- TCM has told us so many interesting things about this movie in its intro!
- Even though A.I. Bezzerides gets the screenwriting credit, most of it was actually written by Nicholas Ray.
- Before making the movie, Ray did some observing of plainclothes policemen in Boston.
- The scenes of violence in this film really anticipate the way violence is handled in hundreds of Angry Police movies that have come afterwards.
- Bernard Hermann did the music for the movie, and his subbing of brass for (the much more expected) strings here predates the hugely famous stuff he did for Hitchcock in VERTIGO (1958).
- That point ^ becomes marvelously clear within the first 30 seconds of the movie. Outstanding!
- The first 25 minutes (one-fifth) of this movie take place at night. Certainly sets the tone for the rest of it.
- Having spent one evening in the life of Jim Wilson (Robert Ryan), I have one thing to say to him:
“You need to find yourself a girl, mate.” — Captain Jack Sparrow (POTC: TCOTBP, 2003)
- Wilson: How do you live with yourself?
RoundCop: I don’t – I live with other people.
> There is an extremely valuable nugget of wisdom stored within this exchange. Bravo.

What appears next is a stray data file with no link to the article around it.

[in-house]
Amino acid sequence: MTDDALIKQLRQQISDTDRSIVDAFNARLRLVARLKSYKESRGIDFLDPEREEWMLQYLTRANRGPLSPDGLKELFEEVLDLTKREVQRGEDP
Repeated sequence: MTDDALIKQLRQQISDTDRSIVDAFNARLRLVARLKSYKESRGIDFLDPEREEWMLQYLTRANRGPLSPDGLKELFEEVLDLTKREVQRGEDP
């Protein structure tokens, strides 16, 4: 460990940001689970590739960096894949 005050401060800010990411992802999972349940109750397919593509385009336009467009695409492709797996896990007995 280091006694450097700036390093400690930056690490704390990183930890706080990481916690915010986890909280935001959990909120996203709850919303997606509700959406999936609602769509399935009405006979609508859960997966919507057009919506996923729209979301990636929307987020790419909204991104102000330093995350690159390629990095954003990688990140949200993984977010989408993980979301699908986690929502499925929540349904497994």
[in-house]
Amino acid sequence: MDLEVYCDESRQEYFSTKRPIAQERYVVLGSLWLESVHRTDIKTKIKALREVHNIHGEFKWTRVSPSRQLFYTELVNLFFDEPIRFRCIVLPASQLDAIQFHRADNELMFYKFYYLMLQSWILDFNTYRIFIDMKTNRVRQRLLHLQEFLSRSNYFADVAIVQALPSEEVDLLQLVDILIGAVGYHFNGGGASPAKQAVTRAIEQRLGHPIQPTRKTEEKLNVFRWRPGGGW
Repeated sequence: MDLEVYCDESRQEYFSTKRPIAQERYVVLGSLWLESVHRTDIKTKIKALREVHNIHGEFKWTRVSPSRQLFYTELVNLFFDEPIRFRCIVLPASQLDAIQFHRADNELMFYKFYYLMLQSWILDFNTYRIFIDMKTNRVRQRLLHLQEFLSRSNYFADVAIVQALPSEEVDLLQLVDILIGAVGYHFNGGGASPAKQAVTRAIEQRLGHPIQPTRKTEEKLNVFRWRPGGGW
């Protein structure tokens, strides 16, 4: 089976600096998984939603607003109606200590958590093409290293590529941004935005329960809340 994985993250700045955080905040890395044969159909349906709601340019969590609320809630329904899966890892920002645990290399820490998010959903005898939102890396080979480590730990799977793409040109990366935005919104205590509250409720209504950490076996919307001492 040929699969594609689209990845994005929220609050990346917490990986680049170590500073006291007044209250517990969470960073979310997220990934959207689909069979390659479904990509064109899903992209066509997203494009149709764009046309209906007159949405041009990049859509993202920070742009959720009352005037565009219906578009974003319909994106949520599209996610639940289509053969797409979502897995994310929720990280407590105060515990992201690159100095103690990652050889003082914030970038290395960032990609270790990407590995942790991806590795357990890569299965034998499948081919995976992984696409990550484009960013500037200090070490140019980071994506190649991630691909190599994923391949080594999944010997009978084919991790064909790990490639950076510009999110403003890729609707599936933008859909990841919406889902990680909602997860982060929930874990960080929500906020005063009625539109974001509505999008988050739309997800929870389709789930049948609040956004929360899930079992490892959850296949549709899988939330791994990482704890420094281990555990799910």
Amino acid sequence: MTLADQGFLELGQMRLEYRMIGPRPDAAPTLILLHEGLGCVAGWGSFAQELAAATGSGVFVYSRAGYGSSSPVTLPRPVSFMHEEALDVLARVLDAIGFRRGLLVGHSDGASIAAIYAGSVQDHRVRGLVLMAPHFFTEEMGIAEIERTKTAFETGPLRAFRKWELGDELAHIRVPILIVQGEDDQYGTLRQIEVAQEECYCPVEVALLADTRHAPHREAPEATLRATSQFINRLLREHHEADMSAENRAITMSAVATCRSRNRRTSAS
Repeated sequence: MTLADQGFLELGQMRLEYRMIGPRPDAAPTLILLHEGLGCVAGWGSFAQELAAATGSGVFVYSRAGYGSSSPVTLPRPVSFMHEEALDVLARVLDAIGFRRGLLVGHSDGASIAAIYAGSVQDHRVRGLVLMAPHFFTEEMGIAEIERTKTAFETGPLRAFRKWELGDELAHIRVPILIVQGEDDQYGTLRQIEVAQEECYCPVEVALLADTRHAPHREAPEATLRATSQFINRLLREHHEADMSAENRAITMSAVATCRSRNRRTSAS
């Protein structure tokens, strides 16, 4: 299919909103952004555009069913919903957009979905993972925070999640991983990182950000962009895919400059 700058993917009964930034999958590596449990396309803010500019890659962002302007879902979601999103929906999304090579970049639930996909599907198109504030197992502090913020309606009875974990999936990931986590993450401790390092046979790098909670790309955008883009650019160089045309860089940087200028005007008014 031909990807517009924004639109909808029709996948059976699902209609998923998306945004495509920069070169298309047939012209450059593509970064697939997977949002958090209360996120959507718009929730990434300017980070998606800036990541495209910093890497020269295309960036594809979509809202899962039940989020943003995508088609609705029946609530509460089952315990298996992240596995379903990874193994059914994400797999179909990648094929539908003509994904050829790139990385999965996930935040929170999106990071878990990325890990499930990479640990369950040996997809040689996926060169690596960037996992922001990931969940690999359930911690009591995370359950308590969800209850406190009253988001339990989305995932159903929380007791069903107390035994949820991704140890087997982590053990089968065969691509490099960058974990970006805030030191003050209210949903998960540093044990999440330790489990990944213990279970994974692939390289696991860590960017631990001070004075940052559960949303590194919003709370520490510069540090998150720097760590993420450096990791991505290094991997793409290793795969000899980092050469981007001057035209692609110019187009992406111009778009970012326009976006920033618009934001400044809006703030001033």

- Captain Brawley (Jim’s Boss) is a fantastic name for a police captain. I bet he has brother named Captain Fightey and Captain Wrestley. Baha!
- “Then make up your mind to be a cop – not a gangster with a badge.” — Captain Brawley (Ed Begley)
- Music in the first snow chase scene = Brilliantly composed.
- I told you that all Jim Wilson needed to do was find himself a girl – now he’s blocking other people from brutality! Look at him!
- There are some super visually striking images in the second half of this movie, with the snow, landscape, clouds, and mountains in the distance. Makes a super memorable setting for a noir.
- This had a way less bleak and depressing ending than I was expecting from a Nicholas Ray noir.
- Which, TCM just told me, is because it was tacked on after the fact, because everyone thought the original ending (Mary (Ida Lupino) flat out rejecting Jim Wilson right after Danny (Sumner Williams) dies, instead of letting him into her house, and then Jim Wilson returning to the “dirty city” and his dirty old ways) was a bit too rough, even for a noir. So, fun fact – Ida Lupino and Robert Ryan pretty much did the last scene by themselves, because (predictably) Nicholas Ray wanted no part of it.